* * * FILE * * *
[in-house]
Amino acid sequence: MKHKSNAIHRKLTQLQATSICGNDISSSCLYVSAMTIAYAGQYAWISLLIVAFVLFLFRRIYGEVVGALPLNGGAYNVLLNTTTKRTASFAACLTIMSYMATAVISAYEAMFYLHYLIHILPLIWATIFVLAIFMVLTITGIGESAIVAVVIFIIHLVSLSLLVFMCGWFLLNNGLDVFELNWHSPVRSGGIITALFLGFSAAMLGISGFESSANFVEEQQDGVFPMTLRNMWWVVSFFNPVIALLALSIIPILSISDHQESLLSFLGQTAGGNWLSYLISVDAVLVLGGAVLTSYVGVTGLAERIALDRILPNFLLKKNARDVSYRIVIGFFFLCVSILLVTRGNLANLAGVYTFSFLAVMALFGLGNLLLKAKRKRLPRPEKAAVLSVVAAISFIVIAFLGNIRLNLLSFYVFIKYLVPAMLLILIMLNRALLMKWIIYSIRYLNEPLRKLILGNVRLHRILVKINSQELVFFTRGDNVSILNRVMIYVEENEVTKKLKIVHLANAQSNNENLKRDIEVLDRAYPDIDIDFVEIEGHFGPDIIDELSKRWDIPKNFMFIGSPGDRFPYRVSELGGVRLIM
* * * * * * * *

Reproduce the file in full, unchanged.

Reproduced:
[in-house]
Amino acid sequence: MKHKSNAIHRKLTQLQATSICGNDISSSCLYVSAMTIAYAGQYAWISLLIVAFVLFLFRRIYGEVVGALPLNGGAYNVLLNTTTKRTASFAACLTIMSYMATAVISAYEAMFYLHYLIHILPLIWATIFVLAIFMVLTITGIGESAIVAVVIFIIHLVSLSLLVFMCGWFLLNNGLDVFELNWHSPVRSGGIITALFLGFSAAMLGISGFESSANFVEEQQDGVFPMTLRNMWWVVSFFNPVIALLALSIIPILSISDHQESLLSFLGQTAGGNWLSYLISVDAVLVLGGAVLTSYVGVTGLAERIALDRILPNFLLKKNARDVSYRIVIGFFFLCVSILLVTRGNLANLAGVYTFSFLAVMALFGLGNLLLKAKRKRLPRPEKAAVLSVVAAISFIVIAFLGNIRLNLLSFYVFIKYLVPAMLLILIMLNRALLMKWIIYSIRYLNEPLRKLILGNVRLHRILVKINSQELVFFTRGDNVSILNRVMIYVEENEVTKKLKIVHLANAQSNNENLKRDIEVLDRAYPDIDIDFVEIEGHFGPDIIDELSKRWDIPKNFMFIGSPGDRFPYRVSELGGVRLIM